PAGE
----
Pumping iron does a heart good—and MRI proves it

Twitter icon
Facebook icon
LinkedIn icon
e-mail icon
Google icon
 - Weightlift

While the benefits of resistance training on musculoskeletal health are on daily display in any weightlifting room, the question of how much good all those sets and reps do for the heart has been open. Now comes an imaging-based answer from Germany, where researchers using MRI found measurable cardiac changes in a randomized group of novice male “gym rats” after they’d worked out regularly for around half a year.

Radiologist Michael Scharf of Friedrich-Alexander University Erlangen-Nürnberg and colleagues randomly assigned 40 untrained middle-aged men to a high-intensity resistance-training (HIRT) group and 40 roughly matched participants to an inactive control group.

HIRT is based on the performing of exercises in single sets to the point of full, can-do-no-more failure.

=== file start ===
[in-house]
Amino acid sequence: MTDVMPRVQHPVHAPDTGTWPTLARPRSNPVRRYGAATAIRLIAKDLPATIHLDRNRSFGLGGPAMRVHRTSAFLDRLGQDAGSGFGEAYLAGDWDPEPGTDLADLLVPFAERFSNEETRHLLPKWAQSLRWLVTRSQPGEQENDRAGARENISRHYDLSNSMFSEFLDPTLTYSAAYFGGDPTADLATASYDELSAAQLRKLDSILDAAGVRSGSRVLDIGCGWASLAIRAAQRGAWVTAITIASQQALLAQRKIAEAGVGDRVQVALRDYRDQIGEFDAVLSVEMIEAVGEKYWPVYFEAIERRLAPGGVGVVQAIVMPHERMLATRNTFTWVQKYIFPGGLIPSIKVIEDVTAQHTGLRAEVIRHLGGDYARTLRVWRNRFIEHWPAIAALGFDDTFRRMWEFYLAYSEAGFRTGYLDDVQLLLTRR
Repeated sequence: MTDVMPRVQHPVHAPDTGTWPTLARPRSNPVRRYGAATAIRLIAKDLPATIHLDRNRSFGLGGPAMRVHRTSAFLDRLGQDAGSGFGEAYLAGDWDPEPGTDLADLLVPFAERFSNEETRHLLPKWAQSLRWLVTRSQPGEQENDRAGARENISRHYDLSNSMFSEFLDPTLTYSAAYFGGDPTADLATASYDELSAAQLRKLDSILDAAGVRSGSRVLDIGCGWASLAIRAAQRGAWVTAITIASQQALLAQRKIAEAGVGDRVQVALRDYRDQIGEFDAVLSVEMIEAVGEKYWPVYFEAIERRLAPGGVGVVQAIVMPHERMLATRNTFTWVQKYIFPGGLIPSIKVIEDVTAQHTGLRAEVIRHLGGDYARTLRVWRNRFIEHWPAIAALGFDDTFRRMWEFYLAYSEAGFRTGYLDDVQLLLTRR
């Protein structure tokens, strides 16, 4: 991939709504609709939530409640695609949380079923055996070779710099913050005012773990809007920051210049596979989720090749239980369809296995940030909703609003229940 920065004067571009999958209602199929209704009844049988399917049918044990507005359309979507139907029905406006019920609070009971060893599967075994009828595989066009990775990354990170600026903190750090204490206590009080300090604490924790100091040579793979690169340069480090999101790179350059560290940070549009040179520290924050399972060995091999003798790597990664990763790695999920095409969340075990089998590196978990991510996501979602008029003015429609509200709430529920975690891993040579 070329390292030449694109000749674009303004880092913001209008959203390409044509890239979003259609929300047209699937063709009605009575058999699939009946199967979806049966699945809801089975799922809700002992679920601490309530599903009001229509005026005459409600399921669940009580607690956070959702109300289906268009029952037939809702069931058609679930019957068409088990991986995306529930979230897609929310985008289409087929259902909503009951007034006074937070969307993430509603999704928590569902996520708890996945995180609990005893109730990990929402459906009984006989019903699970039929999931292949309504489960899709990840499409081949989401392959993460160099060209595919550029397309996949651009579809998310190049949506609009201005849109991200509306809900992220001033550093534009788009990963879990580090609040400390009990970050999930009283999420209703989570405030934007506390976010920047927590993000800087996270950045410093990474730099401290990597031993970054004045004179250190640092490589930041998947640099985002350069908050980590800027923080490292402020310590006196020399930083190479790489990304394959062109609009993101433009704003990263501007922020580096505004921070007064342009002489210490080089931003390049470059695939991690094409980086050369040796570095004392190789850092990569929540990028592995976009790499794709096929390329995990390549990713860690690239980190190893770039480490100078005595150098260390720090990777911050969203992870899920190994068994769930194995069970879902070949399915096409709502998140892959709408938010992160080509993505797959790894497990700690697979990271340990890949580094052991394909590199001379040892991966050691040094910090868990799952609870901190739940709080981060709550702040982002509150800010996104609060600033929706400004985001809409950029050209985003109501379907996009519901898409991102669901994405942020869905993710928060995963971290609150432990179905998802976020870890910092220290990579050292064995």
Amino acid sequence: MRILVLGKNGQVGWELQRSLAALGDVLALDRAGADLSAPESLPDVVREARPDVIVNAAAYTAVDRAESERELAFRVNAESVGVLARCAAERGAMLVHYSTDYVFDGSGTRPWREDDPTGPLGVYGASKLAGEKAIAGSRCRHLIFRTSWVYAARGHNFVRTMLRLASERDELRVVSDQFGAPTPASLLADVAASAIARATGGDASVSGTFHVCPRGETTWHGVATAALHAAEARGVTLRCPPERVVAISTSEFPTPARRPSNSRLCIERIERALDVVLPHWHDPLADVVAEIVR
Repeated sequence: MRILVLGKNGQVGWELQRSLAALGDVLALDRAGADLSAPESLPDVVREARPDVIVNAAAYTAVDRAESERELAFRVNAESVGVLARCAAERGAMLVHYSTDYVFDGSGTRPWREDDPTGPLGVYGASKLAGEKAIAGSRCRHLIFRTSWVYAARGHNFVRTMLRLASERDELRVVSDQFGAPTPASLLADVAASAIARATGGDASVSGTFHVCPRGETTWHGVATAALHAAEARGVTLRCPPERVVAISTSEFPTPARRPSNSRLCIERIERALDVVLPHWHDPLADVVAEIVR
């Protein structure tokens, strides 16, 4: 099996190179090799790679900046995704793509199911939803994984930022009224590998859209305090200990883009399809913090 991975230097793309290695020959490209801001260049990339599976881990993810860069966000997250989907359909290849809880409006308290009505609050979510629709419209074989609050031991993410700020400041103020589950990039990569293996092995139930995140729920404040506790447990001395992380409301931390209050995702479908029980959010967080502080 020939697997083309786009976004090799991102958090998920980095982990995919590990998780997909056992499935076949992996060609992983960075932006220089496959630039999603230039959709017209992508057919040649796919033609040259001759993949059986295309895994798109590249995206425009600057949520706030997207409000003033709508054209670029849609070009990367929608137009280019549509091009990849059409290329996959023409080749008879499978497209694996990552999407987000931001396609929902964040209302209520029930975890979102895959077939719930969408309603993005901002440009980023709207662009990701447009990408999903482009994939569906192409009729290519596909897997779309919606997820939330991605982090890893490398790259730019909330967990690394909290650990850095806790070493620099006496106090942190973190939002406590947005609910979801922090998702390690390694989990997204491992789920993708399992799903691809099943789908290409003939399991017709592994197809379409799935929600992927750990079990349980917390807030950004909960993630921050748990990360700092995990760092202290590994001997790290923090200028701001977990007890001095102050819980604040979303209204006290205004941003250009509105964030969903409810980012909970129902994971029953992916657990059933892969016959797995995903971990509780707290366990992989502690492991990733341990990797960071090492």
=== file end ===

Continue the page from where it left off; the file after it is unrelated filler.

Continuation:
For the study, the HIRT group exercised two to three days a week for 22 weeks. The regimen engaged each of the major muscle groups common to targeting by recreational lifters.

By the end of the program, the researchers found indexed left ventricular (LV) and right ventricular (RV) volume and mass had significantly increased in the experimental group.

Further, mean LV and RV remodeling indices in the HIRT group did not alter with training, “indicating balanced cardiac adaption,” the authors note.

Also, indexed LV and RV stroke volume significantly increased with HIRT, while myocardial strain and strain rates did not change following resistance exercise.

The authors conclude that a faithfully followed HIRT workout routine can lead to marked physiological improvements in cardiac atrial and ventricular morphologic characteristics and function in previously untrained men.

“As our study comprises a relatively broad age range with a relevant distribution of physical characteristics, risk factor profile and fitness level, we hypothesize that physiologic cardiac adaptions to HIRT found in our investigation are generalizable to a large part of the population,” they write.

The study is available in full for free.